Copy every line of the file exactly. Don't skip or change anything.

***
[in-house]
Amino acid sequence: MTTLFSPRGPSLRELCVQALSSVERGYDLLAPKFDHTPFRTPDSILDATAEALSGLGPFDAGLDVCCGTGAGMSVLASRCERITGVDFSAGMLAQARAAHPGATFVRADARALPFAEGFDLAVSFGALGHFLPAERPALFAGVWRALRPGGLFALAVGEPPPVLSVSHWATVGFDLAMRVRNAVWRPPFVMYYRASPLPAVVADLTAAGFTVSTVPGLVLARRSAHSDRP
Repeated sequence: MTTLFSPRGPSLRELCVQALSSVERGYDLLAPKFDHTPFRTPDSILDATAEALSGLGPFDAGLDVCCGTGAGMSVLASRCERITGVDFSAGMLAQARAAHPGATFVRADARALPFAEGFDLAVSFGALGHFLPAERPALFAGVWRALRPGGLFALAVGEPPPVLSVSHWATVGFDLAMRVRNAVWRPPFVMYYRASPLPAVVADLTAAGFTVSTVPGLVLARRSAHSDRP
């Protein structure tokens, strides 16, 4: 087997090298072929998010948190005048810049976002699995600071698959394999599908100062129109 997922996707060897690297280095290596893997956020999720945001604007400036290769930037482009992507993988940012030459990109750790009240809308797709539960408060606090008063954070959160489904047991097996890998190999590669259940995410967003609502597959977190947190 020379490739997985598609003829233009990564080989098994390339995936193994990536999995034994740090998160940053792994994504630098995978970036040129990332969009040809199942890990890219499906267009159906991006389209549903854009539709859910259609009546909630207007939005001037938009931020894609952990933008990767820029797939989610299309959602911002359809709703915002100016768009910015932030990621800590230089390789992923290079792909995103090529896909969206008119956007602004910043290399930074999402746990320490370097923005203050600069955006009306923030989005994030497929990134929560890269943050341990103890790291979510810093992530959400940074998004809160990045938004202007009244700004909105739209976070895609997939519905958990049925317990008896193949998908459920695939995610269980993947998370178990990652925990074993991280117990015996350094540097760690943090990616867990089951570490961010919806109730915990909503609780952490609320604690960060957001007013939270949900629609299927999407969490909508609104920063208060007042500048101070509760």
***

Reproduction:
[in-house]
Amino acid sequence: MTTLFSPRGPSLRELCVQALSSVERGYDLLAPKFDHTPFRTPDSILDATAEALSGLGPFDAGLDVCCGTGAGMSVLASRCERITGVDFSAGMLAQARAAHPGATFVRADARALPFAEGFDLAVSFGALGHFLPAERPALFAGVWRALRPGGLFALAVGEPPPVLSVSHWATVGFDLAMRVRNAVWRPPFVMYYRASPLPAVVADLTAAGFTVSTVPGLVLARRSAHSDRP
Repeated sequence: MTTLFSPRGPSLRELCVQALSSVERGYDLLAPKFDHTPFRTPDSILDATAEALSGLGPFDAGLDVCCGTGAGMSVLASRCERITGVDFSAGMLAQARAAHPGATFVRADARALPFAEGFDLAVSFGALGHFLPAERPALFAGVWRALRPGGLFALAVGEPPPVLSVSHWATVGFDLAMRVRNAVWRPPFVMYYRASPLPAVVADLTAAGFTVSTVPGLVLARRSAHSDRP
């Protein structure tokens, strides 16, 4: 087997090298072929998010948190005048810049976002699995600071698959394999599908100062129109 997922996707060897690297280095290596893997956020999720945001604007400036290769930037482009992507993988940012030459990109750790009240809308797709539960408060606090008063954070959160489904047991097996890998190999590669259940995410967003609502597959977190947190 020379490739997985598609003829233009990564080989098994390339995936193994990536999995034994740090998160940053792994994504630098995978970036040129990332969009040809199942890990890219499906267009159906991006389209549903854009539709859910259609009546909630207007939005001037938009931020894609952990933008990767820029797939989610299309959602911002359809709703915002100016768009910015932030990621800590230089390789992923290079792909995103090529896909969206008119956007602004910043290399930074999402746990320490370097923005203050600069955006009306923030989005994030497929990134929560890269943050341990103890790291979510810093992530959400940074998004809160990045938004202007009244700004909105739209976070895609997939519905958990049925317990008896193949998908459920695939995610269980993947998370178990990652925990074993991280117990015996350094540097760690943090990616867990089951570490961010919806109730915990909503609780952490609320604690960060957001007013939270949900629609299927999407969490909508609104920063208060007042500048101070509760």